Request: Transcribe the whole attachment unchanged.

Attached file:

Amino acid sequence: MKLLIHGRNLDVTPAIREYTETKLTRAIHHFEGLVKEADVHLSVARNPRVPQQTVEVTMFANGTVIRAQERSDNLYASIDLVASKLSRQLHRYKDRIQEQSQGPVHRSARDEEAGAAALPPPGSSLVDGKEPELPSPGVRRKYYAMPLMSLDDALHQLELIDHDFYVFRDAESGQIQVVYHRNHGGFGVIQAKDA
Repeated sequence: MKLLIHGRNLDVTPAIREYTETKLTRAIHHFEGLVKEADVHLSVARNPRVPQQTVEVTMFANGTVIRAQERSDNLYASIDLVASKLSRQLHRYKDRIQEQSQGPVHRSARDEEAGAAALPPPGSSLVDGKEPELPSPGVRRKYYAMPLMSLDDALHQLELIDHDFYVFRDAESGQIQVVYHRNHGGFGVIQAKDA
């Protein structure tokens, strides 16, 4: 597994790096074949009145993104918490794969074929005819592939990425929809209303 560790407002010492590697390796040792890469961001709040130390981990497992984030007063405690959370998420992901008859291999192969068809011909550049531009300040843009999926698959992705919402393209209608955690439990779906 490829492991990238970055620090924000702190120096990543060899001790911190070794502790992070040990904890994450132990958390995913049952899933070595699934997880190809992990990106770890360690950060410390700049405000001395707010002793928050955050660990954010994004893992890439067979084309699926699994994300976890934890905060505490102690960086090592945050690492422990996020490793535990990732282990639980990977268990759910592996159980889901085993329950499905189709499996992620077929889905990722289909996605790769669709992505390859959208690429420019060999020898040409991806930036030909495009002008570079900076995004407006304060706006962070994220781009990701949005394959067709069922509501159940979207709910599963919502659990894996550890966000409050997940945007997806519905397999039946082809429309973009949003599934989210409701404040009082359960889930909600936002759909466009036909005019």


Amino acid sequence: MKLLIHGRNLDVTPAIREYTETKLTRAIHHFEGLVKEADVHLSVARNPRVPQQTVEVTMFANGTVIRAQERSDNLYASIDLVASKLSRQLHRYKDRIQEQSQGPVHRSARDEEAGAAALPPPGSSLVDGKEPELPSPGVRRKYYAMPLMSLDDALHQLELIDHDFYVFRDAESGQIQVVYHRNHGGFGVIQAKDA
Repeated sequence: MKLLIHGRNLDVTPAIREYTETKLTRAIHHFEGLVKEADVHLSVARNPRVPQQTVEVTMFANGTVIRAQERSDNLYASIDLVASKLSRQLHRYKDRIQEQSQGPVHRSARDEEAGAAALPPPGSSLVDGKEPELPSPGVRRKYYAMPLMSLDDALHQLELIDHDFYVFRDAESGQIQVVYHRNHGGFGVIQAKDA
């Protein structure tokens, strides 16, 4: 597994790096074949009145993104918490794969074929005819592939990425929809209303 560790407002010492590697390796040792890469961001709040130390981990497992984030007063405690959370998420992901008859291999192969068809011909550049531009300040843009999926698959992705919402393209209608955690439990779906 490829492991990238970055620090924000702190120096990543060899001790911190070794502790992070040990904890994450132990958390995913049952899933070595699934997880190809992990990106770890360690950060410390700049405000001395707010002793928050955050660990954010994004893992890439067979084309699926699994994300976890934890905060505490102690960086090592945050690492422990996020490793535990990732282990639980990977268990759910592996159980889901085993329950499905189709499996992620077929889905990722289909996605790769669709992505390859959208690429420019060999020898040409991806930036030909495009002008570079900076995004407006304060706006962070994220781009990701949005394959067709069922509501159940979207709910599963919502659990894996550890966000409050997940945007997806519905397999039946082809429309973009949003599934989210409701404040009082359960889930909600936002759909466009036909005019």